Revenue sharing next fight for NFL Cowboys' Jones leads opposition to revision

January 19, 1996|By Vito Stellino | Vito Stellino,SUN STAFF

ATLANTA -- Cleveland Browns owner Art Modell hasn't collected the first dollar from his Baltimore stadium deal, but NFL owners already are contemplating ways to get a share of it.

The owners concluded their meeting yesterday by discussing the thorny issue of finding new ways to have the high-revenue teams share more of their profits with the low-revenue clubs.

They put off a vote on the matter until their next meeting Feb. 8-9, and the debate is likely to be spirited.

It's considered likely that the owners will approve the Browns' move because they don't want to prevent Modell from getting a lucrative deal in Baltimore, but passing a revised revenue-sharing plan will be much more difficult.

The debate on the revenue-sharing matter is tied to an extension of the current collective-bargaining agreement that recently was reached with the NFL Players Association.

"The perspective of the majority of the clubs is that an extension of this agreement without some enhanced revenue sharing would be a major mistake," commissioner Paul Tagliabue said yesterday.

Although a majority of clubs favor sharing more revenue, it will take 23 of 30 votes to get a new plan.

Leading the opposition will be Jerry Jones, owner of the Dallas Cowboys, who makes about $20 million more than any other team.

"Revenue sharing was addressed six or seven months ago. I don't think any more revenue sharing is warranted," Jones said.

Last year, the owners passed a deal in which the formula for sharing visiting team revenue was changed to give a bigger cut -- up to $3 million a year -- to the low-revenue teams.

But Jones managed to prevent the league from including the home team's share of luxury-box revenue in the plan, and the low-revenue owners are concerned that it gives an unfair advantage to the high-revenue teams in the free-agency era.

Jones' $62 million payroll, for example, is higher than the operational income of some of the low-revenue teams such as the Cincinnati Bengals.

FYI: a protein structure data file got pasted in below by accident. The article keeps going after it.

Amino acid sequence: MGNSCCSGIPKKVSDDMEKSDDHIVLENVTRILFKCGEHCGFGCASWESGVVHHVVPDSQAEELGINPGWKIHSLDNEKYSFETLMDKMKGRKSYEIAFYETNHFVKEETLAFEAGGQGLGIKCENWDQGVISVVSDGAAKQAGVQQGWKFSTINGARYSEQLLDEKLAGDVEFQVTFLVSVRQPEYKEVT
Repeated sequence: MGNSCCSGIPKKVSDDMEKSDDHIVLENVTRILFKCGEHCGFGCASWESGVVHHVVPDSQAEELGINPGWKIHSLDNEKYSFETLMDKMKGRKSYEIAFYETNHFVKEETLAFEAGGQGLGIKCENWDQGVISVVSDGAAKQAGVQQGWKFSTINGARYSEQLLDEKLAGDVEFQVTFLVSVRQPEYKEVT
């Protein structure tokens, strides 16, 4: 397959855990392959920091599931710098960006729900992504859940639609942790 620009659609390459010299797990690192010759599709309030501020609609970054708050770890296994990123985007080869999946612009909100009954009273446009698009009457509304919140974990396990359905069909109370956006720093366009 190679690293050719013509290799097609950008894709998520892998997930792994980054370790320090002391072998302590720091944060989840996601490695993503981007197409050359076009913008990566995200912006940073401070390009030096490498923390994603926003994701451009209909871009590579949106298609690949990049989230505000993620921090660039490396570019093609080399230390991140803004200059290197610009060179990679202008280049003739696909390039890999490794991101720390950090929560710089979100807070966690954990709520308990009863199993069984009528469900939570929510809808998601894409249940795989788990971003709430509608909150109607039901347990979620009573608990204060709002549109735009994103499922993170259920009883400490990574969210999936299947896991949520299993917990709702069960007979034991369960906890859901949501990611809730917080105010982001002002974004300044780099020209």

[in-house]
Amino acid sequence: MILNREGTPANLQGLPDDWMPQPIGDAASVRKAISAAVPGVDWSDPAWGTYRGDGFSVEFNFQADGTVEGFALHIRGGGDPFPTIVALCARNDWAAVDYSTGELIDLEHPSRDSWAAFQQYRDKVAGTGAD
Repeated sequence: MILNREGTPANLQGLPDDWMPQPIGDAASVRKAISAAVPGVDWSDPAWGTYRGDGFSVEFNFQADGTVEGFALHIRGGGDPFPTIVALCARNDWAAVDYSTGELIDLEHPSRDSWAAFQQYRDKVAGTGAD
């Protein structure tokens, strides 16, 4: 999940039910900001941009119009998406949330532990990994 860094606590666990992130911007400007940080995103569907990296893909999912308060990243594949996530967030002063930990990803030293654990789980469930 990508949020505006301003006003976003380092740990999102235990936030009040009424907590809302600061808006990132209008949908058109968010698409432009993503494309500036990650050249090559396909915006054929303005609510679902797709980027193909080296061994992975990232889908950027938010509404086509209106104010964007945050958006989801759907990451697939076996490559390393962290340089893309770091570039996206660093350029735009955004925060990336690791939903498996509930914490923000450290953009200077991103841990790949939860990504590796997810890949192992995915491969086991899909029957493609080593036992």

The difference between the haves and have nots has gotten worse because of the new stadium deals teams have gotten in Carolina, Jacksonville, St. Louis, Oakland and Baltimore.

That's why the league has come up with some revised revenue-sharing formulas, but hasn't settled on one.

"They're very complicated," said Bob Tisch, co-owner of the New York Giants.

The bottom line is that they'll take money out of Jones' pockets, and he doesn't like that idea.

Jones conceded that he's in the minority on the matter, but said, "It doesn't take but a minority [eight votes] to block the plan."

Bob Kraft, owner of the New England Patriots, predicted Jones will change his mind.

"I think Jerry will support it in the end. Jerry's a smart man and it's in his interest to have a plan. Having the right plan is what's important," Kraft said.

The league and Jones are suing each other over Jones' marketing deals, and Tagliabue, without mentioning Jones or Deion Sanders, suggested that Sanders' $35 million contract has contributed to the alienation of the fans.

"You see salaries of $5 million, $10 million, $15 million, $35 million, and then the $35 million salary gets repeated every day in [Jones' and Sanders'] Pizza Hut ads. People are frustrated," he said.

"Many fans can't identify with [players making] $35 million to play football. Most can't even comprehend a number like that."

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